Cleavers, Galium aparine
It's winter in the wonderland of Eastern Australia right? and as such a bunch of exotics that would otherwise die out in the hot summers are thriving, taking advantage of a wetter season and generally a temperature range more attuned to their growth habit. This week we'll talk about one of the most respected medicinal plants used in folk traditions: Cleavers! Also known as goosegrass, catchweed, stickyweed, robin-run-the-hedge, sticky willy, sticky willow, velcro weed, this is a plant of many names, which should say a lot about how human have found a local way to address its qualities. When I point at this little sprawling mass of sticky growth I often recall the time when I showed it to an herbalist friend, Agnieszka, who couldn't believe it that it grows on this side of the world. It does, but it only shows up in the colder months of the year. Agnieszka, who is a practicing herbalist but also a biologist, bringing together both traditional and scientific knowledge to her practice, was so happy for me to take her to a couple of bushes of it, as she needed it as a glandular tonic, in order to boost the immune system.
Origins: Cosmopolitan, naturalised to Australia
Uses: The tender young shoot tips can be eaten raw or cooked as a pot-herb. A rather bitter flavour that some people find unpalatable, they are best used young, before it goes to seed. They make a useful addition to vegetable soups. It is said that using this plant as a vegetable has a slimming effect on the body. The roasted seed is a coffee substitute. One of the best substitutes, it merely needs to be dried and lightly roasted and has much the flavour of coffee, the only issus here is that they are very small and fiddly to harvest. Probably best to harvest the scramble when is seeding and bash it on a cloth to collect the seeds. A decoction of the whole dried plant gives a drink equal to tea.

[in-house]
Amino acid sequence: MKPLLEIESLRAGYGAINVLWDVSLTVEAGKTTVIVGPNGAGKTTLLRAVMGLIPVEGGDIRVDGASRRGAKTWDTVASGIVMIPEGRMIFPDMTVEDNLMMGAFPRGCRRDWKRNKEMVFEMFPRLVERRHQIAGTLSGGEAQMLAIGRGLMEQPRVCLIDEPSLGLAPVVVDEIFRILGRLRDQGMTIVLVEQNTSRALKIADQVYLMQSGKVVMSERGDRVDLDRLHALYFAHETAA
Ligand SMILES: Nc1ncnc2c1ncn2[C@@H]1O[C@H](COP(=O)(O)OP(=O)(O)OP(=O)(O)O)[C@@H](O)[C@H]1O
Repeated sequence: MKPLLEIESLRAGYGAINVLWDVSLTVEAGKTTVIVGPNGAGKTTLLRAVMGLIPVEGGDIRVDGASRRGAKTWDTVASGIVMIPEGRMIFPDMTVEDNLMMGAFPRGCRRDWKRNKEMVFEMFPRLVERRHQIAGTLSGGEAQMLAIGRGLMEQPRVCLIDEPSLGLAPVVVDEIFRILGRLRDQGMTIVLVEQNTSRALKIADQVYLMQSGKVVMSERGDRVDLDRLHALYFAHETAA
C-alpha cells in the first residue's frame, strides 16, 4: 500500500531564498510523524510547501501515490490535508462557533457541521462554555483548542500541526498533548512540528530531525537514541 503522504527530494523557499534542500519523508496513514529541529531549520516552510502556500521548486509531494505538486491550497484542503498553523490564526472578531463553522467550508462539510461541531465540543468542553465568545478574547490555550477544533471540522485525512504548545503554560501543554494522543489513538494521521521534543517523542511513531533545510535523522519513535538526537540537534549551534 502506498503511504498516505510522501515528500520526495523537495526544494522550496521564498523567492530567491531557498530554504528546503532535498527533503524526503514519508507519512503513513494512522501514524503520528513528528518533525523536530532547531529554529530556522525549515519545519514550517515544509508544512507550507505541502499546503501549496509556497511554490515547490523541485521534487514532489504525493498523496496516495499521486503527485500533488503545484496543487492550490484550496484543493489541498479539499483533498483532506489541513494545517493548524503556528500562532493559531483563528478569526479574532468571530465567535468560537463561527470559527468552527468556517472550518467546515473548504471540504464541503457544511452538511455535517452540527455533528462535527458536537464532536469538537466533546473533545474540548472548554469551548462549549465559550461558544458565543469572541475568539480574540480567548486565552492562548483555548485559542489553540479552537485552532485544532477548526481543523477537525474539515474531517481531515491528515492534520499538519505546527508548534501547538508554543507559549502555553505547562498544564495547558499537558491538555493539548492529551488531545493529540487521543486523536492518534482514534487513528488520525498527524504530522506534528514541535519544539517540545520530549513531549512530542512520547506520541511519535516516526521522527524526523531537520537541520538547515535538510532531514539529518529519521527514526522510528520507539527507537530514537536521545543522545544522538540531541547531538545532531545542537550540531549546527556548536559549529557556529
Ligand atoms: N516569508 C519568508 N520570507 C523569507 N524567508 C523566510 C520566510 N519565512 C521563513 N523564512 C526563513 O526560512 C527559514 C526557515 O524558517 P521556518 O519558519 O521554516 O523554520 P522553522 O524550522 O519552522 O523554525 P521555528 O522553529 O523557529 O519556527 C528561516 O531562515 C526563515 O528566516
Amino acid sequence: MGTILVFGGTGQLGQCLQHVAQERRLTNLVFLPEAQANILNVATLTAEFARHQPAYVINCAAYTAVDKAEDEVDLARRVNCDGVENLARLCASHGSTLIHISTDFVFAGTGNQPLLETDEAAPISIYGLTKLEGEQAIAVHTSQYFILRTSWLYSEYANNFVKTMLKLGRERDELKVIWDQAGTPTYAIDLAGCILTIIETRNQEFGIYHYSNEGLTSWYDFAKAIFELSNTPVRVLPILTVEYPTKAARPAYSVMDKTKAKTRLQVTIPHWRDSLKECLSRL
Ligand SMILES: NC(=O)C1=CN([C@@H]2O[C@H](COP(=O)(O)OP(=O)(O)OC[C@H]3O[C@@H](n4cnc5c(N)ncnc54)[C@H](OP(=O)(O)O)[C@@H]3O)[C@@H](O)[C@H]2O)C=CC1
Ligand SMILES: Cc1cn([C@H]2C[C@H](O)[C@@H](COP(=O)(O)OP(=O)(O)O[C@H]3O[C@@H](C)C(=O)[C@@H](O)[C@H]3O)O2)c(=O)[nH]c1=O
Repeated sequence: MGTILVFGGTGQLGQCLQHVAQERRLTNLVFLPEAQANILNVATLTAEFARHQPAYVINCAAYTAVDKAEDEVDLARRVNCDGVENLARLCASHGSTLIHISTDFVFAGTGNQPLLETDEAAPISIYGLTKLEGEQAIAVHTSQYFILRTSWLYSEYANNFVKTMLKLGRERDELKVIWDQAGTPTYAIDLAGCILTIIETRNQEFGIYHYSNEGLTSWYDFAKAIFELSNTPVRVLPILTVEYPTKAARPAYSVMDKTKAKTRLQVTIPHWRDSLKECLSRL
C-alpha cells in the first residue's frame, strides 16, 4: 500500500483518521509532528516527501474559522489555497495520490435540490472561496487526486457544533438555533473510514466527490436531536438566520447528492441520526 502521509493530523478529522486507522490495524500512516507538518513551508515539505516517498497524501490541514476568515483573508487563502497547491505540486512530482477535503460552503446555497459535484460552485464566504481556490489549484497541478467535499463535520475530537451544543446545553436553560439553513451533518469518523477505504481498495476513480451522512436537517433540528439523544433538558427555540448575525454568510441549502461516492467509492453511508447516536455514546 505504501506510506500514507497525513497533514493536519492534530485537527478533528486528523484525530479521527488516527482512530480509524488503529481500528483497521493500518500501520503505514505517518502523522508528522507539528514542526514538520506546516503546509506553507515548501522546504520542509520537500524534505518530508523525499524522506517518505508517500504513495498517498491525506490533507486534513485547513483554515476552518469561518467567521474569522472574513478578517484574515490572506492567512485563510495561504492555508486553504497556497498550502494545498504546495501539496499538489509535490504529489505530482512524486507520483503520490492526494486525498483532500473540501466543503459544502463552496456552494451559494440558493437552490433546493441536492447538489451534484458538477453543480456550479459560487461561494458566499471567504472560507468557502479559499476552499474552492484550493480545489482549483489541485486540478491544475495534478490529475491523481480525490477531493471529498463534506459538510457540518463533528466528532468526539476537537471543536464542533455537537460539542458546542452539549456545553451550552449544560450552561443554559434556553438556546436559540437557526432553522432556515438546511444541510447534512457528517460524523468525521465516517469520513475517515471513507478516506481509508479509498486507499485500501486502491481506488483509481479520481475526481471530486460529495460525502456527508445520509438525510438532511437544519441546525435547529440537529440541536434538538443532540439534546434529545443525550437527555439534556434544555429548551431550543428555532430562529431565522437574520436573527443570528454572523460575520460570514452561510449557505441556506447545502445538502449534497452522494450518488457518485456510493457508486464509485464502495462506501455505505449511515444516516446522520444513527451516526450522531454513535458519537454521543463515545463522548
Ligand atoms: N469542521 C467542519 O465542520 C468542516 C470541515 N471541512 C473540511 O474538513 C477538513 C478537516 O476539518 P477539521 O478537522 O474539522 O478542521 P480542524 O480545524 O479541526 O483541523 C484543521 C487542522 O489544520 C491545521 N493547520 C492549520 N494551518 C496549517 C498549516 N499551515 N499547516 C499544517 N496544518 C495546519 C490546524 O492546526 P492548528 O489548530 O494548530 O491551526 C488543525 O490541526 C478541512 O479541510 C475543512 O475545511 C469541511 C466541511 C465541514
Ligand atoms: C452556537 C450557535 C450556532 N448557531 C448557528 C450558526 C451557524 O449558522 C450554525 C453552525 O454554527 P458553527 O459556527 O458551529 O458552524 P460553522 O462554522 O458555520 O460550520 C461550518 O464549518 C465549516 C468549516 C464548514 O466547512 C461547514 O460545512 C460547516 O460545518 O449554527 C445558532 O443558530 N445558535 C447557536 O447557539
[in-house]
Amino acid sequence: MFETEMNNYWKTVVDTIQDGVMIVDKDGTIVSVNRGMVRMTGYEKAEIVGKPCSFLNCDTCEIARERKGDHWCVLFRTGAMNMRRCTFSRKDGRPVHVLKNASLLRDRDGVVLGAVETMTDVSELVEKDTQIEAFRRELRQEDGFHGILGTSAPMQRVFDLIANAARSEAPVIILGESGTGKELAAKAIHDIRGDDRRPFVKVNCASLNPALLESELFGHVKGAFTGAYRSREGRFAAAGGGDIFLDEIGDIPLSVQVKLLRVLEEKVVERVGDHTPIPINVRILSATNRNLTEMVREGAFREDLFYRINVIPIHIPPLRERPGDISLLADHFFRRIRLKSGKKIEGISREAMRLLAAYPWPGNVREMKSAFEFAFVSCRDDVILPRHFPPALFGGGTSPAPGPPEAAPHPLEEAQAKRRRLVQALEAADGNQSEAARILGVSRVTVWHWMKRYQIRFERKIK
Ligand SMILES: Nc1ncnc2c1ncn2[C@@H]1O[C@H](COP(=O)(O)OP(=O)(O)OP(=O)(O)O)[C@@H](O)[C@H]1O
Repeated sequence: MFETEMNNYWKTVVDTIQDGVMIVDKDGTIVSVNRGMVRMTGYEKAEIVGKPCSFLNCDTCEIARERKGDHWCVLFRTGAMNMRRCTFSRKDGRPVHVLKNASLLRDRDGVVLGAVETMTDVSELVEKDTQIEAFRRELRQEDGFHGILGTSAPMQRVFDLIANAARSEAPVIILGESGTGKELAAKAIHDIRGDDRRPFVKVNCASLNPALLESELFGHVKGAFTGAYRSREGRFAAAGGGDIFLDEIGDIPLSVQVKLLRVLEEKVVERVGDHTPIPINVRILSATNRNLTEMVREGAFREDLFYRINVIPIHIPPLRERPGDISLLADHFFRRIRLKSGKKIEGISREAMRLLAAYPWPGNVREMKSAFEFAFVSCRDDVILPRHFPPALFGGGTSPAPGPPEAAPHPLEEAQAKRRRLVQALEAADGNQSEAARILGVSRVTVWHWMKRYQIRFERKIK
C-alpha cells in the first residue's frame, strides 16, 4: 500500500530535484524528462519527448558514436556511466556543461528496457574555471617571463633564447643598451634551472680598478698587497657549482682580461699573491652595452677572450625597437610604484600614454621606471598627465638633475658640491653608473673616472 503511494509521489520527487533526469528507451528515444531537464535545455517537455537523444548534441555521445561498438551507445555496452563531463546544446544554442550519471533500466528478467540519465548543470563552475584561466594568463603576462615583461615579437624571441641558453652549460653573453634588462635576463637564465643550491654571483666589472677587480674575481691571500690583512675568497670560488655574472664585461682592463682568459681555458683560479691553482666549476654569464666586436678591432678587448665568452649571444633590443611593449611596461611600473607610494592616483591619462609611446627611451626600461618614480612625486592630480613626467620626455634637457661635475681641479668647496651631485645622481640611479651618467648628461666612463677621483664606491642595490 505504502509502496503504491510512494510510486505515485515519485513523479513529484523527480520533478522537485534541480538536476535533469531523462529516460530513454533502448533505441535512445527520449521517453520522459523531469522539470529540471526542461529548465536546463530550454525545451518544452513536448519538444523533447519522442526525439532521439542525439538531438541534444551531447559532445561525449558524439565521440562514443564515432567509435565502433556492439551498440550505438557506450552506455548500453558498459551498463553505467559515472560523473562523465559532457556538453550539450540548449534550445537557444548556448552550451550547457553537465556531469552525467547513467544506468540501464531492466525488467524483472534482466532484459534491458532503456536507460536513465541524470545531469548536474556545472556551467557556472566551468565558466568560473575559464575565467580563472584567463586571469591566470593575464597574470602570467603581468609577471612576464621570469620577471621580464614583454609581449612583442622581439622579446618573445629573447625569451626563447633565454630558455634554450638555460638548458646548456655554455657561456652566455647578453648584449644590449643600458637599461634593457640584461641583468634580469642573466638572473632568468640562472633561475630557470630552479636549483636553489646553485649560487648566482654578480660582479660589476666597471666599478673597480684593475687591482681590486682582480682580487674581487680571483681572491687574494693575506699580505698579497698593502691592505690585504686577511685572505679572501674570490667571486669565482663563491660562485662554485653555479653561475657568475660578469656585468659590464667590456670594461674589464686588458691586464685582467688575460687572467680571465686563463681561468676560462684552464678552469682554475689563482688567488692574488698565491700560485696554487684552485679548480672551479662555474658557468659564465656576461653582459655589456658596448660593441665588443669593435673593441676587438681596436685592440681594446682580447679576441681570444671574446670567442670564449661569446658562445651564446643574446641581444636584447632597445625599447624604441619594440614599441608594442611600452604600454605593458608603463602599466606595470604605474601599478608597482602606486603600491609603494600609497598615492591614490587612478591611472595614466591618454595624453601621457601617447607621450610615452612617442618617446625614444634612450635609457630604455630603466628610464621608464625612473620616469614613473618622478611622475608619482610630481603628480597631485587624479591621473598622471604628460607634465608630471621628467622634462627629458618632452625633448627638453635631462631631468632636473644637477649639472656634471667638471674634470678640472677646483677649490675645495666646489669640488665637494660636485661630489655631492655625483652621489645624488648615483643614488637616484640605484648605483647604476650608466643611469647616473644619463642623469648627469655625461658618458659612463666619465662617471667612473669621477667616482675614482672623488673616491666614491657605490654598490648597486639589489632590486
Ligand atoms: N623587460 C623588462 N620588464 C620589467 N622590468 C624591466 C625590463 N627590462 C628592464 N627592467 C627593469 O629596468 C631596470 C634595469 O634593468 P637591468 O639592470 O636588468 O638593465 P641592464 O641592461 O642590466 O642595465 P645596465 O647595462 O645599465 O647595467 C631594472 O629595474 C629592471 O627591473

Medicinal: Cleaver has a long history of domestic medicinal use and is also used widely by modern herbalists. A valuable diuretic, it is often taken to treat skin problems such as seborrhoea, eczema and psoriasis, and as a general detoxifying agent in serious illnesses such as cancer. It is harvested as it comes into flower and can be used fresh or dried for later use.
Other uses: In Europe, the dried, matted foliage of the plant was once used to stuff mattresses. Several of the Galium genus were used for this purpose, due to the fact that the clinging hairs cause the branches to stick together, which enables the mattress filling to maintain a uniform thickness. It is said that the modern design of ever present velcro technology was derived from studying the hairs of the plant. The roots of cleavers can be used to make a permanent red dye.
Would you like to locate a patch of it? check Wild Food Map and enter a search on the top bar. Please harvest responsibly, NEVER over harvest, and ALWAYS look after the colony.
'till next week, happy weeding :)